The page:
Your Master then to you will say,
    "Ye did it unto Me."

Alas, that man should lift his hand
    To take his brother's breath,
And spread o'er this fair, fruitful earth
    Want, Misery, and Death;
O Thou, who hast through fire and cloud
    Thy people often led,
O hear our prayers, we Thee implore,
    And give our children bread.

    Mr. Little emigrated, many years ago, to the United States of America, and I have been unable to ascertain whether he is still living.



Hugh Gardiner Graham.


Hugh Gardiner Graham was born in the year 1832, at the farm at Ravenscleugh, in the parish of Applegarth, Dumfriesshire, a county well known to all lovers of the classical ballad as occupying a unique position in Border Minstrelsy.  He is a descendant of the Græmes of Miskersa, mentioned in Grose's Antiquities of Scotland.  According to Sir Walter Scott, they subsequently built Græme's Tower in Annandale, and established themselves there.  They took part in many of the events interwoven in Border history.

    As a boy Mr. Graham attended in succession the schools at Sibbaldiebie and Sandyholme (the latter four miles from his parents' home) where the ordinary curriculum of these schools prepared him for a course of instruction in Latin, Greek, and mathematics, later on at Dumfries Academy.  After this he removed to Edinburgh and studied under Professor Pillans, who has obtained a niche in Byron's s immortal poem, "English Bards and Scotch Reviewers."  While attending the Humanity Class, on one occasion one of Mr. Graham's fellow students, more venturesome than discreet, revived the wrath and recollections of the professor, by writing the passage, in Byron's satire, referring to Pillans, on the desk in front of him.  The professor's attention being drawn to it, he gave the class an account of the affair of the Noble Lord and his reviewers, differing from the impression conveyed by the allusion in the poem.  He pointed out that subsequently to the publication of Byron's severe strictures, the latter had admitted his error in including the professor's name amongst his obnoxious critics; and finally let the student off with a fine or the alternative of expulsion from the class.

    Mr. Graham also studied under Professor Blackie, the poet and biographer of Burns, and still retains great esteem for his memory; having received from him on more than one occasion kindly commendation and encouragement.

    Being fond of debate, after leaving Dumfries and before proceeding to Edinburgh, he, together with about a dozen more—all schoolmasters excepting another and himself—established a literary and debating society, which met weekly at Cogrieburn Schoolhouse, near Moffat.  This afterwards became a popular society, which numbered among its associates Samuel Neil, author of "The Young Debater," etc.  Professor Charteris, of Glasgow University, was a contemporary member and secretary.  Mr. Graham also became a contributor to the MS. magazines—"Treasury of Thoughts " and "Delphian Echoes"—conducted by a small band of literary aspirants in Glasgow.  To the latter, Alexander Smith, author of "City Poems," was a contributor.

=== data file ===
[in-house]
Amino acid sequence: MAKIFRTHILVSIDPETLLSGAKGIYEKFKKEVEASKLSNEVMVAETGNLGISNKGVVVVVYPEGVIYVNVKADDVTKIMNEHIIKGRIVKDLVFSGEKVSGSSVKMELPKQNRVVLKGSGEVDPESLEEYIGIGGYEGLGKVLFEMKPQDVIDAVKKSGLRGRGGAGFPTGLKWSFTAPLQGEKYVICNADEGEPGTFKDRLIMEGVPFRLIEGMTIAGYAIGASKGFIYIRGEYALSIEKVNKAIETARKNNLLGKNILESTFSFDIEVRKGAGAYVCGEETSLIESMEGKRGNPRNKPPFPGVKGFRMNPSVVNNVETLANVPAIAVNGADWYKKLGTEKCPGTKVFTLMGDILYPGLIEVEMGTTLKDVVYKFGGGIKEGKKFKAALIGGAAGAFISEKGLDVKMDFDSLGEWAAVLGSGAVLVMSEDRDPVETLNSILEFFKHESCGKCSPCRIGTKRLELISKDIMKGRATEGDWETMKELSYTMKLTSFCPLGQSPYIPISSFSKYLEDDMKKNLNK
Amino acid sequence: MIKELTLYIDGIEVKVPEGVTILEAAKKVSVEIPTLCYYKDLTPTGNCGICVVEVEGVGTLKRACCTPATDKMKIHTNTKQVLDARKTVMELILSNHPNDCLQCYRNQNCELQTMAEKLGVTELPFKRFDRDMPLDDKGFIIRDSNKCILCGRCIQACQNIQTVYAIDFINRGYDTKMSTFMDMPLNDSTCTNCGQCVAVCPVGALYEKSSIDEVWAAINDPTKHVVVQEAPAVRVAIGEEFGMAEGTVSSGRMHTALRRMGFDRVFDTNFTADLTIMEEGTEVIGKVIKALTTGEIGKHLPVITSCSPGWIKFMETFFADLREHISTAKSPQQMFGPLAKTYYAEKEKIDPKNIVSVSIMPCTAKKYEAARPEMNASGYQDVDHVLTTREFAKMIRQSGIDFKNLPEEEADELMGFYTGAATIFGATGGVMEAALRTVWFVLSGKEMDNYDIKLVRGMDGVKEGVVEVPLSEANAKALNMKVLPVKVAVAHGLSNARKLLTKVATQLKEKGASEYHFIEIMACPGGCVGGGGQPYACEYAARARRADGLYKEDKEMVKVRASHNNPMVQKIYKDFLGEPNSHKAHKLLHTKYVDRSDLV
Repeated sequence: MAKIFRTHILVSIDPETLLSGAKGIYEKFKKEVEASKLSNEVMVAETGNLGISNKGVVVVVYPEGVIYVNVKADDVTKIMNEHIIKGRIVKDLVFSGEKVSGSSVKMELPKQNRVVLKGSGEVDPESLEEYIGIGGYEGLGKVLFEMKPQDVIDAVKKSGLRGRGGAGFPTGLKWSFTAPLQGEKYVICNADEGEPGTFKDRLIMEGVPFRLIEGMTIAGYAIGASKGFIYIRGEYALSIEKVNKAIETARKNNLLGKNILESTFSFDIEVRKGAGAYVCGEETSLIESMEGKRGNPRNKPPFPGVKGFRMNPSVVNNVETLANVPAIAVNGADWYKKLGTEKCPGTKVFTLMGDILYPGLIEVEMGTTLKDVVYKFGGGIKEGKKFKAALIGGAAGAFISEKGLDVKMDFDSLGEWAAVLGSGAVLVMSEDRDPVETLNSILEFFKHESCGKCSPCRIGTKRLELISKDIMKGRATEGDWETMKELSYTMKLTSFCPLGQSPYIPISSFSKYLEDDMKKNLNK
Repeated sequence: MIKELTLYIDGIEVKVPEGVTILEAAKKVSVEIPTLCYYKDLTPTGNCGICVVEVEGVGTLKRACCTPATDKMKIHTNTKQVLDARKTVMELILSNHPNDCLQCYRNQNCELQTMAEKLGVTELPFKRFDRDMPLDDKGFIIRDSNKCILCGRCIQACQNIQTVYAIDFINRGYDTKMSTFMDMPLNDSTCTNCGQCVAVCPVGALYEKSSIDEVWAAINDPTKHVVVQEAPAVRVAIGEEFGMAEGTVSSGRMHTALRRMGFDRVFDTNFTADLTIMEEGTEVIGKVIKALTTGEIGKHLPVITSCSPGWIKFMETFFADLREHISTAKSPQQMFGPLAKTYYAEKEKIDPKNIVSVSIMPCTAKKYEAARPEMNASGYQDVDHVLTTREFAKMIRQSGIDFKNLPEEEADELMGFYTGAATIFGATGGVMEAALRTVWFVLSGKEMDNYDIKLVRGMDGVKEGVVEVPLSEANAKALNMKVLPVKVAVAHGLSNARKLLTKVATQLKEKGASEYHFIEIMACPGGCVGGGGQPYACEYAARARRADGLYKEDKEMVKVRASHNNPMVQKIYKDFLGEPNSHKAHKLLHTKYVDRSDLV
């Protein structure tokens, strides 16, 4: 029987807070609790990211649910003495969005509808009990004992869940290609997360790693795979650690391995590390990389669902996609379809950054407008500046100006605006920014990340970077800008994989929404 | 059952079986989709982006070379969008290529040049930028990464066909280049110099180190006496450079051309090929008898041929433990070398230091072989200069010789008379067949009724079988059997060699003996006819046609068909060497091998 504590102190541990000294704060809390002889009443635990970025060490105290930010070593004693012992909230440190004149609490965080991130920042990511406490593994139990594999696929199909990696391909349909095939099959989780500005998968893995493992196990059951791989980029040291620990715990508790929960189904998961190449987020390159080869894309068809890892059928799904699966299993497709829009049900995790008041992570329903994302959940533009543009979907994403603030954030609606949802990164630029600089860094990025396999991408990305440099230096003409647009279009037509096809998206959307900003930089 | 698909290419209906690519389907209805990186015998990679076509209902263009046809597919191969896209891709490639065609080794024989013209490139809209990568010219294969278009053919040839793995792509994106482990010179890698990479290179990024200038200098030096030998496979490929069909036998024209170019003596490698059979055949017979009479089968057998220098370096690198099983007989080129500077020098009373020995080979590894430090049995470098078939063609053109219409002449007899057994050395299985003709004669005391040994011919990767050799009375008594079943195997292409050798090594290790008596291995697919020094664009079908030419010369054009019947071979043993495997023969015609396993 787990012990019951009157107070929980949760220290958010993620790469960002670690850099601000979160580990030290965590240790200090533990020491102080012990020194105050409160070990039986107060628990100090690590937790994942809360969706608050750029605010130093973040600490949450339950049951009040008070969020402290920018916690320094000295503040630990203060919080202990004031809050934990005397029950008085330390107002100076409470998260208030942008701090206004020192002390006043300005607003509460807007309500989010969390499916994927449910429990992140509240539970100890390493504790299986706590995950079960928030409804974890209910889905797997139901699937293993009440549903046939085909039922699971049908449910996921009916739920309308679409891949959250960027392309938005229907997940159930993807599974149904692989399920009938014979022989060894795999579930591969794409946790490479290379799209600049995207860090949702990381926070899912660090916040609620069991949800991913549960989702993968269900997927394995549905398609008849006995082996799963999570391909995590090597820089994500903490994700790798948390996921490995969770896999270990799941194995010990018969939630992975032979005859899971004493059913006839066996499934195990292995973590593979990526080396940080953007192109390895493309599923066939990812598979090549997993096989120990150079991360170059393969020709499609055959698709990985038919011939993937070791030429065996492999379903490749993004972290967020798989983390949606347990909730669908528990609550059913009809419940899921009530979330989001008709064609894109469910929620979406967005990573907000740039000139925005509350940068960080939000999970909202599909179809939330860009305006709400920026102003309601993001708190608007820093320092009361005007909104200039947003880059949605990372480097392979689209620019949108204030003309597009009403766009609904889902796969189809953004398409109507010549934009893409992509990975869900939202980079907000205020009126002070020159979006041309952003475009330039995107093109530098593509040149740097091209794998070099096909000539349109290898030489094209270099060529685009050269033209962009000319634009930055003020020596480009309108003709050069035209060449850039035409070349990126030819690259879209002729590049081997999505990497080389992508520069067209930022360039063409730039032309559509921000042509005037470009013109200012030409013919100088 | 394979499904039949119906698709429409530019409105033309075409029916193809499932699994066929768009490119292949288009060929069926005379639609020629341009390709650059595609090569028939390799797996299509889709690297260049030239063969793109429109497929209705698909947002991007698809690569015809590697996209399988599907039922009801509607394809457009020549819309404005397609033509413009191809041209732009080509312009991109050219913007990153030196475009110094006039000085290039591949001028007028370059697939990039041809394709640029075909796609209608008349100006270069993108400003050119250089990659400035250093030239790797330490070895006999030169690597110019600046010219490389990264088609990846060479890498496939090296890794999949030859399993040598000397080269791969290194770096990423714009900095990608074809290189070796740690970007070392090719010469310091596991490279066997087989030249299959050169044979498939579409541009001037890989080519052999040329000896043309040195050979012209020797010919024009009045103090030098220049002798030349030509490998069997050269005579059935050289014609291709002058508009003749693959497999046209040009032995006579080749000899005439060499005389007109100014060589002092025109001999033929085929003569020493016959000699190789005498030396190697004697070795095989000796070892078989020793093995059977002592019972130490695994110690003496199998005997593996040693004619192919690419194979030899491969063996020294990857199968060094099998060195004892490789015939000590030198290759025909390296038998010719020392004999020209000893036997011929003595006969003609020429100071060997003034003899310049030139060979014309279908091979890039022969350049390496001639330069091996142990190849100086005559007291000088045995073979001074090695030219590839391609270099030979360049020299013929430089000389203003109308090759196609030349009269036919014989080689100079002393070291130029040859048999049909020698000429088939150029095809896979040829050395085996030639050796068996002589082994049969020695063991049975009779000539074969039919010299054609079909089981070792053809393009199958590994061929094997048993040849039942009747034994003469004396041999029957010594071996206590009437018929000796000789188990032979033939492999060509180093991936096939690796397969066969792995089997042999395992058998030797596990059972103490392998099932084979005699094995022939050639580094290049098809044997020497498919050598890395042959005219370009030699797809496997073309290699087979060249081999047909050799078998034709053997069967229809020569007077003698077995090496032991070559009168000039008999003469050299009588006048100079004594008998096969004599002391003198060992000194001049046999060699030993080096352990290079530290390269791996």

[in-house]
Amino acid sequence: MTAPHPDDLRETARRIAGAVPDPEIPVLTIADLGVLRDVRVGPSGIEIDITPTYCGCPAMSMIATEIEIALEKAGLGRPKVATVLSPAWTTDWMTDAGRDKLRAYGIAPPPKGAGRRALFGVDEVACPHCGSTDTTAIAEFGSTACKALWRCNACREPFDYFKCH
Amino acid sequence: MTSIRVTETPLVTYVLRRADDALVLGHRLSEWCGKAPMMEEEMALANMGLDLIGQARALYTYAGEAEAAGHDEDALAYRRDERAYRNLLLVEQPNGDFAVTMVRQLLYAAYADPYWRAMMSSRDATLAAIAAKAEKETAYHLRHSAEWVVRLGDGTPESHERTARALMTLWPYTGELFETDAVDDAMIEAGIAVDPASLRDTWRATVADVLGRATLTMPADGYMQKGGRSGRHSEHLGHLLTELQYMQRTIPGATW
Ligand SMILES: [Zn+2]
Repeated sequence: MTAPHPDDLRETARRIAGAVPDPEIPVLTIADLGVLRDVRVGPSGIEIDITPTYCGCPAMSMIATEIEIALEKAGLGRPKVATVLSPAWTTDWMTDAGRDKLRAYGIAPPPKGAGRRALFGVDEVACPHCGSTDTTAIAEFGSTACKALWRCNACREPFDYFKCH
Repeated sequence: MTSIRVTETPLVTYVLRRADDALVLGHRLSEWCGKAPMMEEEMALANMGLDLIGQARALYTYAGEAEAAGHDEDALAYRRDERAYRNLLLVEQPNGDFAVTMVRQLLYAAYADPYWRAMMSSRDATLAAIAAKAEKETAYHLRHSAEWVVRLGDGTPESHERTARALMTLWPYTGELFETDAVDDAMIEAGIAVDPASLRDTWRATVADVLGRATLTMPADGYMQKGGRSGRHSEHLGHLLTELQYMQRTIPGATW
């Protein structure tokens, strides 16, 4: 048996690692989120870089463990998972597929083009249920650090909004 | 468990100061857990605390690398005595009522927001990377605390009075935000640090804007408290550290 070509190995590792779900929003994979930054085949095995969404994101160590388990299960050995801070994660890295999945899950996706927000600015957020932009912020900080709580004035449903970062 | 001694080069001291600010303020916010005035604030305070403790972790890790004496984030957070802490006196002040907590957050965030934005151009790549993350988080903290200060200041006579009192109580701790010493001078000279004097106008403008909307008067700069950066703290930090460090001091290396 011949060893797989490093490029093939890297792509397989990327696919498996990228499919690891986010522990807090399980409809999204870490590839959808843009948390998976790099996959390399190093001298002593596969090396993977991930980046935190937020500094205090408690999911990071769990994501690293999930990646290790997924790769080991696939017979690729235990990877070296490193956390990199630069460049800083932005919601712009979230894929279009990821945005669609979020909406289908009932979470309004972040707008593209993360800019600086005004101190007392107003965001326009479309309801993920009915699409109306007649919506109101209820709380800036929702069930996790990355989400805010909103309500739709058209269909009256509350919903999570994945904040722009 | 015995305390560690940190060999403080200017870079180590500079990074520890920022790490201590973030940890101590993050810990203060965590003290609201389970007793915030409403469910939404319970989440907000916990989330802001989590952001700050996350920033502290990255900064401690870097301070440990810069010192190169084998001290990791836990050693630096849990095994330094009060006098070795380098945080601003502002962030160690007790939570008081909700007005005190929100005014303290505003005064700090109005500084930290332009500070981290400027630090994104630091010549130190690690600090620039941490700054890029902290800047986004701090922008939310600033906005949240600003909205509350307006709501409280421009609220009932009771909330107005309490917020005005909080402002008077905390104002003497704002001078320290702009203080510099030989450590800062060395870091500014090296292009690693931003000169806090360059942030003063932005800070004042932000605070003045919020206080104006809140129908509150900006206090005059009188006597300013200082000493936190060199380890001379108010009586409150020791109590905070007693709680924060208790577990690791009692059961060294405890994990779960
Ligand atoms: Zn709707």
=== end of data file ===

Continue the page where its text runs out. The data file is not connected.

At the end of 1853 Mr. Graham entered the service of the Lancashire and Yorkshire and Midland Railway Companies, at their joint station, Colne.  While at Colne he was a frequent contributor to the "Craven Pioneer," a Skipton weekly.  He also attended a debating society held in the Old Grammar School at Colne.

    In the year 1863 he removed to Blackburn, and has resided here since that date.  While secretary for the Cobden Reform Club, Blackburn—when the club occupied its Church Street premises—he, with other members, helped to establish a debating society, held weekly in the club rooms, and open to all who took an interest in social and political questions.  After a period of moderate success, the society, with the assistance of Mr. John Walker (then sub-editor of "'The Blackburn Times") and the editor of the "Blackburn Standard," became transformed into the Parliamentary Debating Society, which removed to more commodious premises.  This society, for a time, proved very successful, having over 600 members.  Mr. Graham was elected one of the Overseers of the Poor for Blackburn in the year 1873, and continued in office for two successive years; since which time he has taken no public part in the town's affairs.

    In view of the interesting facts recorded in the first paragraph of the above biography, I cannot do better than give, as my first example of Mr. Graham's poetic work, the following stanzas on:—


A structure arose in a dream of my fancy,
    A vision ancestral which flattered my pride;
The weed-covered ruins of Gillesbie Tower
    Gave place to its battlements lofty and wide.

And broad was the fosse, overspanned by the drawbridge;